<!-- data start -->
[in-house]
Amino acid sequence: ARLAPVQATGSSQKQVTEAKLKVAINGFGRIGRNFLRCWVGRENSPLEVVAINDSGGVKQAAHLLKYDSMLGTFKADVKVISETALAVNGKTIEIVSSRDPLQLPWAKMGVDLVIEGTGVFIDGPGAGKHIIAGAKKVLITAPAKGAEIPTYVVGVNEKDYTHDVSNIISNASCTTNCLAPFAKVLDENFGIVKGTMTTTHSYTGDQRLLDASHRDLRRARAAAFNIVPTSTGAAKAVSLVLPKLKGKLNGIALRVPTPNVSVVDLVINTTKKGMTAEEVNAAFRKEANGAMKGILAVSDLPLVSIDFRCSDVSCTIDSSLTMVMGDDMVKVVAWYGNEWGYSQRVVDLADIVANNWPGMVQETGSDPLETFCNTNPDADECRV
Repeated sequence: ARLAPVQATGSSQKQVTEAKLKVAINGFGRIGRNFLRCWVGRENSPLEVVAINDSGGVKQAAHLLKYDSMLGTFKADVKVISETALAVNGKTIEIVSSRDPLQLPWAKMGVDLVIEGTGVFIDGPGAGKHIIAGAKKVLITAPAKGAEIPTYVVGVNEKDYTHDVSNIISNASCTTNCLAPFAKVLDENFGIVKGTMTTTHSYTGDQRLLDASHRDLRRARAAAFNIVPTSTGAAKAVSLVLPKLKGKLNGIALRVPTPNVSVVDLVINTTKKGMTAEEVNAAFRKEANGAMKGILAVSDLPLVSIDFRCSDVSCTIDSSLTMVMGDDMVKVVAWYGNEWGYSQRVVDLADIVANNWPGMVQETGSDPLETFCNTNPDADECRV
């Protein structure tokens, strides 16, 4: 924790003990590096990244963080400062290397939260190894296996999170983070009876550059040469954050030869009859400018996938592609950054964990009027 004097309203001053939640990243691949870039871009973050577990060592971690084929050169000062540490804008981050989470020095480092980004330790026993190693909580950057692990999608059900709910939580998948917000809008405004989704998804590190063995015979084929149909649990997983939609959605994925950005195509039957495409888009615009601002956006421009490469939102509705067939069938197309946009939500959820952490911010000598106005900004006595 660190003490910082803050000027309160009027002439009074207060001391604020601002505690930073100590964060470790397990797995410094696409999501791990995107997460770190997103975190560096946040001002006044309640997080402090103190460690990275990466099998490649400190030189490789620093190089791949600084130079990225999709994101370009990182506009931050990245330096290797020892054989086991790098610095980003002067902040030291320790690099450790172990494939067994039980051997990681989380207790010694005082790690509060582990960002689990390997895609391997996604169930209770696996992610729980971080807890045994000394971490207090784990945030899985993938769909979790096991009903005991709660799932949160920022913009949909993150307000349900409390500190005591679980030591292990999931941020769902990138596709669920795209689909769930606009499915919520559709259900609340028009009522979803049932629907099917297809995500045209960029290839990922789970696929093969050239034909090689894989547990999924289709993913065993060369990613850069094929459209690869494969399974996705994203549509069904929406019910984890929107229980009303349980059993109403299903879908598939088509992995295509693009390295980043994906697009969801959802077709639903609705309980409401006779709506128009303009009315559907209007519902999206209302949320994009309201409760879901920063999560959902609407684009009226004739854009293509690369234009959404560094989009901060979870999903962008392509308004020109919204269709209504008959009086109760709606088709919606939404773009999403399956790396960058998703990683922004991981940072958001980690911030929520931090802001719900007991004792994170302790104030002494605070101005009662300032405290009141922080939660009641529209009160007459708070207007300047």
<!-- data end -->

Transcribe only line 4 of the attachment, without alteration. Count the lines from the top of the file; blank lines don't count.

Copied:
């Protein structure tokens, strides 16, 4: 924790003990590096990244963080400062290397939260190894296996999170983070009876550059040469954050030869009859400018996938592609950054964990009027 004097309203001053939640990243691949870039871009973050577990060592971690084929050169000062540490804008981050989470020095480092980004330790026993190693909580950057692990999608059900709910939580998948917000809008405004989704998804590190063995015979084929149909649990997983939609959605994925950005195509039957495409888009615009601002956006421009490469939102509705067939069938197309946009939500959820952490911010000598106005900004006595 660190003490910082803050000027309160009027002439009074207060001391604020601002505690930073100590964060470790397990797995410094696409999501791990995107997460770190997103975190560096946040001002006044309640997080402090103190460690990275990466099998490649400190030189490789620093190089791949600084130079990225999709994101370009990182506009931050990245330096290797020892054989086991790098610095980003002067902040030291320790690099450790172990494939067994039980051997990681989380207790010694005082790690509060582990960002689990390997895609391997996604169930209770696996992610729980971080807890045994000394971490207090784990945030899985993938769909979790096991009903005991709660799932949160920022913009949909993150307000349900409390500190005591679980030591292990999931941020769902990138596709669920795209689909769930606009499915919520559709259900609340028009009522979803049932629907099917297809995500045209960029290839990922789970696929093969050239034909090689894989547990999924289709993913065993060369990613850069094929459209690869494969399974996705994203549509069904929406019910984890929107229980009303349980059993109403299903879908598939088509992995295509693009390295980043994906697009969801959802077709639903609705309980409401006779709506128009303009009315559907209007519902999206209302949320994009309201409760879901920063999560959902609407684009009226004739854009293509690369234009959404560094989009901060979870999903962008392509308004020109919204269709209504008959009086109760709606088709919606939404773009999403399956790396960058998703990683922004991981940072958001980690911030929520931090802001719900007991004792994170302790104030002494605070101005009662300032405290009141922080939660009641529209009160007459708070207007300047």